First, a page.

When it comes to trading forex, choosing the right broker can be crucial to your success. With so many options available, it’s important to understand the different brokerage models and how they operate. One of the most commonly debated topics in the forex industry is whether dealing desk brokers are equivalent to market makers. In this article, we’ll take a closer look at both of these models and examine the key differences between them.
Dealing Desk Brokers
Dealing desk brokers, also known as market makers, are forex brokers that take the opposite side of their clients’ trades. In other words, when a client buys a currency pair, the dealing desk broker sells that same currency pair. Likewise, when a client sells a currency pair, the dealing desk broker buys that same currency pair. This means that the broker acts as the counterparty to all of their clients’ trades.
One of the main advantages of dealing desk brokers is that they can offer tighter spreads and faster trade execution. Since they are the ones taking the other side of the trade, they have control over the bid-ask spread and can offer more competitive pricing. Additionally, they can execute trades faster since they don’t have to route orders to a liquidity provider.
However, one of the biggest criticisms of dealing desk brokers is that they have a conflict of interest with their clients. Since they are the ones taking the opposite side of their clients’ trades, there is a risk that they could manipulate prices or execute trades in their own best interest, rather than their clients’. This is why many traders prefer to use non-dealing desk brokers, which we’ll discuss next.
Non-Dealing Desk Brokers
Non-dealing desk brokers, also known as ECN/STP brokers, are forex brokers that act as intermediaries between their clients and the market. When a client places a trade, the non-dealing desk broker sends that order to a liquidity provider, who then executes the trade. This means that the broker does not take the opposite side of their clients’ trades and has no conflict of interest.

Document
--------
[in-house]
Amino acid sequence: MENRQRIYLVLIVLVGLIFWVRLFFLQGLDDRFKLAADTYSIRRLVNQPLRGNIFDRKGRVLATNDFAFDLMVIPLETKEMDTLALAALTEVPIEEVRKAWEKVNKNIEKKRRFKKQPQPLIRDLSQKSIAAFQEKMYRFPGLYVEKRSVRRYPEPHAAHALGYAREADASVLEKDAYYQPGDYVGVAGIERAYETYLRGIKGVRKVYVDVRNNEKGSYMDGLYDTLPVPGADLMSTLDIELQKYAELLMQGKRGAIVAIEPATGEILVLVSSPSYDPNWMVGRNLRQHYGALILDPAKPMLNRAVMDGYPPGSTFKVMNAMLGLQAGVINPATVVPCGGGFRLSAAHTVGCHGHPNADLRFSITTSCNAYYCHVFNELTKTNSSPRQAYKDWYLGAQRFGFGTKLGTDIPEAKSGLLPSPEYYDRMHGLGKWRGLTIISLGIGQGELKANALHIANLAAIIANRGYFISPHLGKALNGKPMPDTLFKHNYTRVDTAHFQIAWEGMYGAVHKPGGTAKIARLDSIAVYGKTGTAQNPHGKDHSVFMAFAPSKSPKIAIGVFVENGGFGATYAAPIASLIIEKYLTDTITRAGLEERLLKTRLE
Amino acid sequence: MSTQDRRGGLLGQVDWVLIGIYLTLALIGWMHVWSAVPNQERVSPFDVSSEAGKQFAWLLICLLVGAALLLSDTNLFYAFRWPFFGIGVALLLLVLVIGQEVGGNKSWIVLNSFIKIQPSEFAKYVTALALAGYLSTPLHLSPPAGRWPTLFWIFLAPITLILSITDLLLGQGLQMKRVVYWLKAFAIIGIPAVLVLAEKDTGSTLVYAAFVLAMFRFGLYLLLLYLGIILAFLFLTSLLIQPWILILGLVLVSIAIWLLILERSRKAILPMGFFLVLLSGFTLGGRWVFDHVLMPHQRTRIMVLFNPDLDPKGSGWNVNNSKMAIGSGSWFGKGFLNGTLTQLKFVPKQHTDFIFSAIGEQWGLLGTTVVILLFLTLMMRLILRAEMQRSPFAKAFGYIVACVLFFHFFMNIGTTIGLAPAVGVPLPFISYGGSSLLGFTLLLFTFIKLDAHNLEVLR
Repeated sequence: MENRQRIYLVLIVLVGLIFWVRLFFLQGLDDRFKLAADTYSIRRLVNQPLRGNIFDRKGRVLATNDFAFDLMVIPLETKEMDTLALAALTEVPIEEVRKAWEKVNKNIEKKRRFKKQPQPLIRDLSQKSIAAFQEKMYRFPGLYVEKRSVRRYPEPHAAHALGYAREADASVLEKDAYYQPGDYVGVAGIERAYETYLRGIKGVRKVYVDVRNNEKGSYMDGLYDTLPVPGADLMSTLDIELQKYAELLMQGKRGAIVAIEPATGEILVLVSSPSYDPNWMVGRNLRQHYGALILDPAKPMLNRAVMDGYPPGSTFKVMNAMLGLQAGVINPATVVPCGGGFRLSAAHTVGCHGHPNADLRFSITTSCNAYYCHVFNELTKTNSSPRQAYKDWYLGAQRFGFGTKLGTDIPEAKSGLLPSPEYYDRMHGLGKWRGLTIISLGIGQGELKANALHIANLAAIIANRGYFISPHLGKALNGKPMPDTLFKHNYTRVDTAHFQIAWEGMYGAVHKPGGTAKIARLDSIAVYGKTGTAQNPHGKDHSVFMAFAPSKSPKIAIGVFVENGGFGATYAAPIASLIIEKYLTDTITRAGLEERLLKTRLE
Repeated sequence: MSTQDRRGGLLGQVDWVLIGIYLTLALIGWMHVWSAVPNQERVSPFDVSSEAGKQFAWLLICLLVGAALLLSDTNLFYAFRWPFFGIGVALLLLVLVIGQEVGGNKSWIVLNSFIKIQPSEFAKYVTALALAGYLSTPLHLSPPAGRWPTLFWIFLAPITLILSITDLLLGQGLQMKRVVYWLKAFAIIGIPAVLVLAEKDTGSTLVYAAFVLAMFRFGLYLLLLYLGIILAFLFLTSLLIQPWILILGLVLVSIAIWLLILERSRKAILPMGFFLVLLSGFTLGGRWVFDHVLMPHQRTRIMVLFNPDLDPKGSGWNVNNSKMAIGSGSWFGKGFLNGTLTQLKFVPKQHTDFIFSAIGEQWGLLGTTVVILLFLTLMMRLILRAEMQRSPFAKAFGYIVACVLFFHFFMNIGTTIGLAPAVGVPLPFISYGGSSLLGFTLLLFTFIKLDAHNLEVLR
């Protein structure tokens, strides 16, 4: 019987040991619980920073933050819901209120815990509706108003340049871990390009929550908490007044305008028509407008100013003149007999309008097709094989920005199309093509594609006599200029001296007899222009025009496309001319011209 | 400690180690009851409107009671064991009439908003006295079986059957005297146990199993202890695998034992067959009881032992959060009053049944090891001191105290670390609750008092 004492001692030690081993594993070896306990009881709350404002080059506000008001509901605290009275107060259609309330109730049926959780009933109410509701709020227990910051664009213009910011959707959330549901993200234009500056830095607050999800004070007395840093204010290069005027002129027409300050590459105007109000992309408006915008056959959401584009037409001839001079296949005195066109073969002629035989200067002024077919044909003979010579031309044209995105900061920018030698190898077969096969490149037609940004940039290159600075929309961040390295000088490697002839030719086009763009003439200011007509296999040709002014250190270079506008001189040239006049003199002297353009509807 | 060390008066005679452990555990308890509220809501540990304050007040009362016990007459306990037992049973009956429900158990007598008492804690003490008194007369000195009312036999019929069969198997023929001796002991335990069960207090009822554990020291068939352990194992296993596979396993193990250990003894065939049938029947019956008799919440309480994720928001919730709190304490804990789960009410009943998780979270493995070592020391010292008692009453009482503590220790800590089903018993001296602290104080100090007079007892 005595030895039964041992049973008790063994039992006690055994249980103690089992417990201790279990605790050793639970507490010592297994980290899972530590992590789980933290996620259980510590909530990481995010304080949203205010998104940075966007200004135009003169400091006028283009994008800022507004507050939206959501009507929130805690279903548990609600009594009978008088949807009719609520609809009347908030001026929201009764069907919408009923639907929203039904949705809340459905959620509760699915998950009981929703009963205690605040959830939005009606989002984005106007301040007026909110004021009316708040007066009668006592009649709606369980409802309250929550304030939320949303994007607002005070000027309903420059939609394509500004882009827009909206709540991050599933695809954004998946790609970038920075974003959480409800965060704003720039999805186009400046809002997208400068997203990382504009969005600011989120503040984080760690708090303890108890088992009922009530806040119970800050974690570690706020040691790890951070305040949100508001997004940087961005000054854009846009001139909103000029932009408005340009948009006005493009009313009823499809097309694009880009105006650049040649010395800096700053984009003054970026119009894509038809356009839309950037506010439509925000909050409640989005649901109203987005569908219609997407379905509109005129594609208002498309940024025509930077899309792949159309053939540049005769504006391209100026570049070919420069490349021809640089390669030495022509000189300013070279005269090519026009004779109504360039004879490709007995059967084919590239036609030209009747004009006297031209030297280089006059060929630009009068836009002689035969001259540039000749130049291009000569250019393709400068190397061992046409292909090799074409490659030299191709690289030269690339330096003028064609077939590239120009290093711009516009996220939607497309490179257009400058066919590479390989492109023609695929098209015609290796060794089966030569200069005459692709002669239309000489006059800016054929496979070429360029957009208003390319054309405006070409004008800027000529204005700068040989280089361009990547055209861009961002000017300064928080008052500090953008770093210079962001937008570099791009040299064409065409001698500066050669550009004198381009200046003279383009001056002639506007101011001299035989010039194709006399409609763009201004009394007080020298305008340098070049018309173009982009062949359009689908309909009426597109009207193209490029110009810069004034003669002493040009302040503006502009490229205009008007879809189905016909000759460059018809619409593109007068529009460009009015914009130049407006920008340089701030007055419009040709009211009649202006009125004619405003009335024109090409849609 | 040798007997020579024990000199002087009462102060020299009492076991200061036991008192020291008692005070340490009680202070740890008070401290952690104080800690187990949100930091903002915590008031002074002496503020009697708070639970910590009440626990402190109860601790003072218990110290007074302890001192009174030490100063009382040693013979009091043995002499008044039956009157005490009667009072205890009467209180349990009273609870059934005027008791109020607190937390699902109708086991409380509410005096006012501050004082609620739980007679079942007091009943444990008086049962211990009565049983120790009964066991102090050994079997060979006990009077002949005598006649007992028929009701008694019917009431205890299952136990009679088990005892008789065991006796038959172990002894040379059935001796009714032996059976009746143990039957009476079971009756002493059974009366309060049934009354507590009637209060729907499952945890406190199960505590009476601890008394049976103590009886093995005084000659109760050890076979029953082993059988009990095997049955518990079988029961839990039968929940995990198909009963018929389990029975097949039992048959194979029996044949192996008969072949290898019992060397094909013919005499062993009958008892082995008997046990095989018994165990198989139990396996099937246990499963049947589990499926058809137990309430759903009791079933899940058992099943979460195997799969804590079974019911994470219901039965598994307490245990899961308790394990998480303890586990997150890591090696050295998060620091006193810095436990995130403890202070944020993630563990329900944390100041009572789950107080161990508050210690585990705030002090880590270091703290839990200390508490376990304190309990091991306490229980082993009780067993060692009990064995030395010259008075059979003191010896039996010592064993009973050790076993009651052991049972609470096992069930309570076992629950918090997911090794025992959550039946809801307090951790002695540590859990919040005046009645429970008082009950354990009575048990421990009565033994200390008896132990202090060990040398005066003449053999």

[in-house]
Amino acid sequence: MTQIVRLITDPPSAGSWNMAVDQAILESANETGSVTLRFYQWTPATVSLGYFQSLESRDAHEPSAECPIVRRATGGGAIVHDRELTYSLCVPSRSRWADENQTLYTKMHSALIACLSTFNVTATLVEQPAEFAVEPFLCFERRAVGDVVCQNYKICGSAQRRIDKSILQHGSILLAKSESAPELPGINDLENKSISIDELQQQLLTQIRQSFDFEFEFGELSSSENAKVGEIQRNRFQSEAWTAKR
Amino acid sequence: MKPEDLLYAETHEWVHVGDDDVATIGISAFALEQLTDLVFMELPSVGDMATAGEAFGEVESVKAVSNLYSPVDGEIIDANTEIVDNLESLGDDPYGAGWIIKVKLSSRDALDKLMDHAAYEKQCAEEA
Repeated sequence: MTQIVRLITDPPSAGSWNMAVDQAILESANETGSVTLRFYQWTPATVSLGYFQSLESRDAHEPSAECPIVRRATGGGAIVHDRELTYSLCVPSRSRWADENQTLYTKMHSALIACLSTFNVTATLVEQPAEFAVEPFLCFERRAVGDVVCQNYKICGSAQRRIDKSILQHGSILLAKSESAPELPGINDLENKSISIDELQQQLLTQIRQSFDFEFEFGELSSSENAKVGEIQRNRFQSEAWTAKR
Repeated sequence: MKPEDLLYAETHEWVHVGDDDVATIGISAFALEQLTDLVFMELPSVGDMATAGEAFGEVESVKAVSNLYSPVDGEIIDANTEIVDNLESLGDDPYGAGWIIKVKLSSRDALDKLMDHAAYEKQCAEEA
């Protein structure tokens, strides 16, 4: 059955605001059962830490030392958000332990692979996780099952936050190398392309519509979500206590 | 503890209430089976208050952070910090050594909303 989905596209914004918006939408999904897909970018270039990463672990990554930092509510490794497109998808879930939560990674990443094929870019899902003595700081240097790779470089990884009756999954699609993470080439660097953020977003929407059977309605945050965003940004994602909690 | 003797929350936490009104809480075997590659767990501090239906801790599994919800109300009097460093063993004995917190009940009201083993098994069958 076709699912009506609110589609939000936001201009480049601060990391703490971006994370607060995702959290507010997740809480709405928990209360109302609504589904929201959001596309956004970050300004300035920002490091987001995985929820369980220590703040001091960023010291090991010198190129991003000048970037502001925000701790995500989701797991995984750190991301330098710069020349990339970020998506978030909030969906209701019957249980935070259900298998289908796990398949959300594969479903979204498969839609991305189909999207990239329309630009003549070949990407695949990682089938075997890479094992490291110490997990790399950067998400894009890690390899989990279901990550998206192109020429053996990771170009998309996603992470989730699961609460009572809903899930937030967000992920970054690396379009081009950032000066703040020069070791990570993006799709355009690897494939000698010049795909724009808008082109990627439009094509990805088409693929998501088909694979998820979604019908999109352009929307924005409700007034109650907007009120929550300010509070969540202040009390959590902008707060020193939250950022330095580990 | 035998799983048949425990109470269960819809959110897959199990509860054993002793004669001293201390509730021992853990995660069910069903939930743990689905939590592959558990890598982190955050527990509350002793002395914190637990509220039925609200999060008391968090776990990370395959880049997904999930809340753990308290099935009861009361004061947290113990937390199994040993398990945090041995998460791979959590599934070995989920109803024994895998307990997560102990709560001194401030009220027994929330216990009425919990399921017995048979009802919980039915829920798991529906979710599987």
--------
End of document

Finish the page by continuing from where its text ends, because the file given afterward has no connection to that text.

One of the main advantages of non-dealing desk brokers is that they offer more transparency and fairness. Since they do not take the opposite side of their clients’ trades, there is no risk of price manipulation or unfair execution. Additionally, non-dealing desk brokers often offer more advanced trading platforms and tools, which can be beneficial for more experienced traders.
However, non-dealing desk brokers often have wider spreads and slower trade execution compared to dealing desk brokers. This is because they have to route orders to a liquidity provider, which can take time and result in higher spreads.
So, Are Dealing Desk Brokers Equivalent to Market Makers?
The term dealing desk brokers is often used interchangeably with market makers. However, this is not entirely true. Market makers are the parties that provide liquidity and quote both the buy and sell rates. They can be individuals, brokers, banks, hedge funds, and other financial firms. Large banks in particular are the master market makers.
One simple example of the market-making practice is a foreign exchange transaction in a local bank. This is very similar to the business activity of market makers in forex trading. Let’s see the illustration below.
Judging brokers’ quality solely based on their type is not a sensible thing to do. So no matter what type of broker you’re about to register with, it’s highly recommended to research its track record and check the reviews first.